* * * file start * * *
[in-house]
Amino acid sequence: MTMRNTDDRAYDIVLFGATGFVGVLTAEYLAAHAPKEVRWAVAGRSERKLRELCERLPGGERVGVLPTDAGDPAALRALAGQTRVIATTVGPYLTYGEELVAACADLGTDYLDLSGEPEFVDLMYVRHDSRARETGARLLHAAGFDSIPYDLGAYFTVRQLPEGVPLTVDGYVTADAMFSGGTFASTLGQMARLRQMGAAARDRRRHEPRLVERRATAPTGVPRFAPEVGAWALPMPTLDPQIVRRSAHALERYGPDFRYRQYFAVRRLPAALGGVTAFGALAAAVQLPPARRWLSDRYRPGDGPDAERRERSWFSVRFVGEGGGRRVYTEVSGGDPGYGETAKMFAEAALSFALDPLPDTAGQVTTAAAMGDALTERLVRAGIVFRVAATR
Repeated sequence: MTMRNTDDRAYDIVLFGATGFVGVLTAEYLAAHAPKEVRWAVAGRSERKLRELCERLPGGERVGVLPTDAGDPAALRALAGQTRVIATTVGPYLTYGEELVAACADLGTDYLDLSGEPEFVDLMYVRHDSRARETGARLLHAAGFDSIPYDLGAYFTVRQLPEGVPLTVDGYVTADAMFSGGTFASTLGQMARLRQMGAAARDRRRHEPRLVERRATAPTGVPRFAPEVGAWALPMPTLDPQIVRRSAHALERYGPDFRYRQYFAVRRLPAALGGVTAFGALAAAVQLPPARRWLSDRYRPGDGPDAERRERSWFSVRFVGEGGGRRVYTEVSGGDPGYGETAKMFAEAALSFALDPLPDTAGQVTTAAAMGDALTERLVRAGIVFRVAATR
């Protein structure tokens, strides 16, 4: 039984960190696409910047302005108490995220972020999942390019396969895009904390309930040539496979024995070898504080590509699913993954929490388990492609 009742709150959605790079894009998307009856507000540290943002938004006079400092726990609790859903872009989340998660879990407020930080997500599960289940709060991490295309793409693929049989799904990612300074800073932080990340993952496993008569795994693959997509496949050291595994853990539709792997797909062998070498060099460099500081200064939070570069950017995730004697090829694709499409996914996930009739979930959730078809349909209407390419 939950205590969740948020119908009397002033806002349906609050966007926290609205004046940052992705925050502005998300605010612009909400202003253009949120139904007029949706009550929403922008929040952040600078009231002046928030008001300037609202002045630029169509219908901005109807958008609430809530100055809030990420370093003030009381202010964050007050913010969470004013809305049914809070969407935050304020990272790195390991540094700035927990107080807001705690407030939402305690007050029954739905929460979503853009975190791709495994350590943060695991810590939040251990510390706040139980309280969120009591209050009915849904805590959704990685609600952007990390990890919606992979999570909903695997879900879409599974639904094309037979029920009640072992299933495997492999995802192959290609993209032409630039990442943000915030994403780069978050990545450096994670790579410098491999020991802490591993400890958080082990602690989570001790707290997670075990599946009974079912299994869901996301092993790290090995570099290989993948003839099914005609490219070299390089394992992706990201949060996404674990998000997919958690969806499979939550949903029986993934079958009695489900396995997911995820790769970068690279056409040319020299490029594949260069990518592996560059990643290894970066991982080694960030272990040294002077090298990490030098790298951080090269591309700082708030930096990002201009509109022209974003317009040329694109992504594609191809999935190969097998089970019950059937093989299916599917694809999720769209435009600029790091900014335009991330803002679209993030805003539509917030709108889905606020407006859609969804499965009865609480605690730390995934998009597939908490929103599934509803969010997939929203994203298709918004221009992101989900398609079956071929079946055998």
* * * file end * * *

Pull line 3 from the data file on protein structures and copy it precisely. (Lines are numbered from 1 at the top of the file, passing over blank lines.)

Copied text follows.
Repeated sequence: MTMRNTDDRAYDIVLFGATGFVGVLTAEYLAAHAPKEVRWAVAGRSERKLRELCERLPGGERVGVLPTDAGDPAALRALAGQTRVIATTVGPYLTYGEELVAACADLGTDYLDLSGEPEFVDLMYVRHDSRARETGARLLHAAGFDSIPYDLGAYFTVRQLPEGVPLTVDGYVTADAMFSGGTFASTLGQMARLRQMGAAARDRRRHEPRLVERRATAPTGVPRFAPEVGAWALPMPTLDPQIVRRSAHALERYGPDFRYRQYFAVRRLPAALGGVTAFGALAAAVQLPPARRWLSDRYRPGDGPDAERRERSWFSVRFVGEGGGRRVYTEVSGGDPGYGETAKMFAEAALSFALDPLPDTAGQVTTAAAMGDALTERLVRAGIVFRVAATR